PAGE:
The OECD Watch NCP Evaluations assess NCPs on 40 organisational, procedural, and communications key performance indicators. The indicators represent civil society’s priorities for well-functioning NCPs and are all based in (required or allowed by) the OECD Guidelines’ Procedural Guidance for NCPs (Part II of the Guidelines).

Under the OECD Guidelines, governments are legally obligated to establish NCPs that are visible, accessible, transparent, and accountable, that are equipped to handle complaints in a manner that is impartial, predictable, equitable, and compatible with the Guidelines. The NCP Evaluations project shows that many OECD governments are not meeting these requirements. The Evaluations also show the steps NCPs can take to get there.

Purpose of the OECD Watch NCP Evaluations

The OECD Watch NCP Evaluations have a three-fold purpose:

  1. To improve the effectiveness of individual NCPs and the NCP system as a whole in achieving the NCP’s core mandate: to ensure the implementation of the OECD Guidelines by companies operating in or from their jurisdiction.
  2. To hold governments accountable to their binding commitment to set up an effective NCP
  3. To improve the predictability of both individual NCPs and the NCP system as a whole by providing civil society and other stakeholders with objective information about NCPs’ organisational composition, complaint-handling procedures, and communications performance. Predictability of the NCP system as a whole requires functional equivalence within the NCP system. Standardising information collected and provided about the various NCPs, such as in these evaluations, facilitates identification of areas in which functional equivalence does or does not exist, and awareness amongst NCPs of what approaches peers are taking to meet the expectations of the Procedural Guidance and/or advance objectives of the OECD Guidelines.


The NCP Evaluations reveal a number of performance trends. On the whole, NCPs are doing best on very basic aspects of communications. For example, most (but not all) maintain a website with their contact information, most publish the OECD Guidelines in English and a national language, and three-quarters provide instructions on their websites on how to file complaints.

But while many individual NCPs meet a majority of the expectations civil society has for them, as a general rule, most NCPs are underachieving on indicators that matter most to civil society.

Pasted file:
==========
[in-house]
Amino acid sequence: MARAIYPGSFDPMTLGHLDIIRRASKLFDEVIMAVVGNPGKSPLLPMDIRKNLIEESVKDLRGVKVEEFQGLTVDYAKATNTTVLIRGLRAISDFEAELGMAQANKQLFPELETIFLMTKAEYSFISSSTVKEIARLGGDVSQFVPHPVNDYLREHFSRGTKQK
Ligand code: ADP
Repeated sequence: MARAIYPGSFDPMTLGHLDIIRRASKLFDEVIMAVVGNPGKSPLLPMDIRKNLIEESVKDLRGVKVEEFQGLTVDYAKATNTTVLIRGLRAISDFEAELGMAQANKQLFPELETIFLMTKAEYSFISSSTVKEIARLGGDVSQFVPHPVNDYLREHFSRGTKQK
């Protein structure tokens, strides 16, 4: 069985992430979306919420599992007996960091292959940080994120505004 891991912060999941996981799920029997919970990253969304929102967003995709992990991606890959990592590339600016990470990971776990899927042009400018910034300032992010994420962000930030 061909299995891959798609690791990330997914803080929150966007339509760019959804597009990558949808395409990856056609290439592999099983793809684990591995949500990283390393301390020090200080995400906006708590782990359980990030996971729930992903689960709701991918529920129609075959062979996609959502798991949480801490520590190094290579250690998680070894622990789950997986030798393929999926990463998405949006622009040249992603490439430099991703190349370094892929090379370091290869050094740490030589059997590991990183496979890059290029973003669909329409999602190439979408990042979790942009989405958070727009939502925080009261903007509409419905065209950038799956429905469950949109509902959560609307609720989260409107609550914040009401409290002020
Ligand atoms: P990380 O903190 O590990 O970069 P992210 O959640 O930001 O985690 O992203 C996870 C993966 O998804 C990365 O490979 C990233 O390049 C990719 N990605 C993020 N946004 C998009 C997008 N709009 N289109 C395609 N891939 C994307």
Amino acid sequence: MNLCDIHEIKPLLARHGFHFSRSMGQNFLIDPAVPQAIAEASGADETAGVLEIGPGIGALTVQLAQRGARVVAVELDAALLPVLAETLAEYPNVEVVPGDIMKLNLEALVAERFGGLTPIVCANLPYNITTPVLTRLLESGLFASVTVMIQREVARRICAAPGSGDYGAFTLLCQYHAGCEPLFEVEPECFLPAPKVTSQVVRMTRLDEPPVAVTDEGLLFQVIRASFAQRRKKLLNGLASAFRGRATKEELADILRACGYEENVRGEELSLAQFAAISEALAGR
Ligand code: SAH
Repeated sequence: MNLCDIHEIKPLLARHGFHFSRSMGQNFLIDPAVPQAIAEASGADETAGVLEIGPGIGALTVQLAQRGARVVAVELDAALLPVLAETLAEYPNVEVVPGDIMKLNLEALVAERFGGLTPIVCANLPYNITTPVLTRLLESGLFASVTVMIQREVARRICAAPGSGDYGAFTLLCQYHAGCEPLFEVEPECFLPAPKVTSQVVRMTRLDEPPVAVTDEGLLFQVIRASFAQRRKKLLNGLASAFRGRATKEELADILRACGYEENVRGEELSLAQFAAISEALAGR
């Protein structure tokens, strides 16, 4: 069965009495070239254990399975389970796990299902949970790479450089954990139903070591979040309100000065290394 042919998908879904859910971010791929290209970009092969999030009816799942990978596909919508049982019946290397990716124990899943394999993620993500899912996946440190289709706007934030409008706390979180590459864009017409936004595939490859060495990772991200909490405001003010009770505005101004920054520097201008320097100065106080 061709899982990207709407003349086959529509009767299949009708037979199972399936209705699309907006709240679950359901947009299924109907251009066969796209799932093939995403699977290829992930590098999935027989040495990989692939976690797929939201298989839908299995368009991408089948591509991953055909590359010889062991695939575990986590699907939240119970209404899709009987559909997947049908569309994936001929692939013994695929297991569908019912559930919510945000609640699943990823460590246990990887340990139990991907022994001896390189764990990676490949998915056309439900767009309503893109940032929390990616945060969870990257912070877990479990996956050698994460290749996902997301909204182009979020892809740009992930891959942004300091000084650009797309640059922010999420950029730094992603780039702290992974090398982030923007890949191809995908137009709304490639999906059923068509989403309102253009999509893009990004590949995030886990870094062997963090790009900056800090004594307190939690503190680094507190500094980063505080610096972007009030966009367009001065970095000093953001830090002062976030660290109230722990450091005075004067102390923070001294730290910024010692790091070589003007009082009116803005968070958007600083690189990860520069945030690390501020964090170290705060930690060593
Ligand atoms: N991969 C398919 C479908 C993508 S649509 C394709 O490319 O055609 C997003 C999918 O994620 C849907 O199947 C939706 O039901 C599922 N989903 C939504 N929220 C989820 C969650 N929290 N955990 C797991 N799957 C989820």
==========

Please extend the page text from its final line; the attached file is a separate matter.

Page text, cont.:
Organisation & Governance

  • One quarter of NCPs are located in an economics or trade ministry, raising civil society concerns about their impartiality, (perceived) conflict of interest and expertise in complaint-handling.
  • Just five NCPs have an independent panel structure, the one shown by OECD Watch to be most associated with successful outcomes in complaints.
  • Only one quarter of NCPs have a stakeholder advisory body involving civil society representatives.
  • Only one quarter of NCPs have two or more full-time staff, and many have no full-time staff.


  • Just one third of NCPs consistently follow-up on concluded complaints to verify if companies actually implement agreements and recommendations.
  • One quarter of NCPs have not published complaint handling rules in English and their national language, and some still have no rules of procedure at all.
  • Only 13 NCPs issue determinations in complaints as to whether the company has breached the Guidelines, something that is fundamental for establishing clear expectations of companies and vital for investors seeking to invest in responsible companies.
  • Only 11 NCPs meet civil society’s expectations for transparency in the complaint process.
  • Just five governments attach consequences to companies who refuse to engage in good faith in the NCP process.


  • Only half of NCPs publish all final assessments on their website, despite the fact that this is legally required by the Guidelines.
  • Just one quarter of NCPs publish their initial assessments of complaints, a step critical to promoting transparency and predictability in the complaint process.
  • Fewer than half of NCPs maintain a complete complaint database.
  • Just nine out of 49 NCPs have and publish an annual plan to promote the OECD Guidelines among business, union, and civil society stakeholders.

One of the best measures of overall performance is whether the NCP has the confidence of stakeholders. OECD Watch is committed to working with NCPs to help them implement their duties under the Procedural Guidance in a manner that wins them the confidence of civil society.